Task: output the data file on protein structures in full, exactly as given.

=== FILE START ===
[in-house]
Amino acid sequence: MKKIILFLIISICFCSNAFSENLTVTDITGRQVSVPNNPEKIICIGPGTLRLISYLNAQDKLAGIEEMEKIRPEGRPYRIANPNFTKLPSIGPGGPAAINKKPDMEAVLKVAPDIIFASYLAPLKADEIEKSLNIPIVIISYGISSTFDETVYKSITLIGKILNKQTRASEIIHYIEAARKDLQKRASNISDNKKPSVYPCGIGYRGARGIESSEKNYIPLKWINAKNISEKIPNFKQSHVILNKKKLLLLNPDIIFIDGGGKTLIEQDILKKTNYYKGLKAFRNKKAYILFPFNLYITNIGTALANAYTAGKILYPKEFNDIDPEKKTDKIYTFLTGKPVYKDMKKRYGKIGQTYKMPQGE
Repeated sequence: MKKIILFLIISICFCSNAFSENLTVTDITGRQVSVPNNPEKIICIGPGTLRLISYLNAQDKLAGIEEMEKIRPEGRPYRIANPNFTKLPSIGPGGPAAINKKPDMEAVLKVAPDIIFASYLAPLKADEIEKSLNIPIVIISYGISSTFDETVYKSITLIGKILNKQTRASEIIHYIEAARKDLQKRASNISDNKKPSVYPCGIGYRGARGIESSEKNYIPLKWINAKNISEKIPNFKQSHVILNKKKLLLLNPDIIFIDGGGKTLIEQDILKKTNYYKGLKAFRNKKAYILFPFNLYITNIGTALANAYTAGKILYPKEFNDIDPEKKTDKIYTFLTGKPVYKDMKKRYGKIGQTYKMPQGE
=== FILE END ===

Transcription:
[in-house]
Amino acid sequence: MKKIILFLIISICFCSNAFSENLTVTDITGRQVSVPNNPEKIICIGPGTLRLISYLNAQDKLAGIEEMEKIRPEGRPYRIANPNFTKLPSIGPGGPAAINKKPDMEAVLKVAPDIIFASYLAPLKADEIEKSLNIPIVIISYGISSTFDETVYKSITLIGKILNKQTRASEIIHYIEAARKDLQKRASNISDNKKPSVYPCGIGYRGARGIESSEKNYIPLKWINAKNISEKIPNFKQSHVILNKKKLLLLNPDIIFIDGGGKTLIEQDILKKTNYYKGLKAFRNKKAYILFPFNLYITNIGTALANAYTAGKILYPKEFNDIDPEKKTDKIYTFLTGKPVYKDMKKRYGKIGQTYKMPQGE
Repeated sequence: MKKIILFLIISICFCSNAFSENLTVTDITGRQVSVPNNPEKIICIGPGTLRLISYLNAQDKLAGIEEMEKIRPEGRPYRIANPNFTKLPSIGPGGPAAINKKPDMEAVLKVAPDIIFASYLAPLKADEIEKSLNIPIVIISYGISSTFDETVYKSITLIGKILNKQTRASEIIHYIEAARKDLQKRASNISDNKKPSVYPCGIGYRGARGIESSEKNYIPLKWINAKNISEKIPNFKQSHVILNKKKLLLLNPDIIFIDGGGKTLIEQDILKKTNYYKGLKAFRNKKAYILFPFNLYITNIGTALANAYTAGKILYPKEFNDIDPEKKTDKIYTFLTGKPVYKDMKKRYGKIGQTYKMPQGE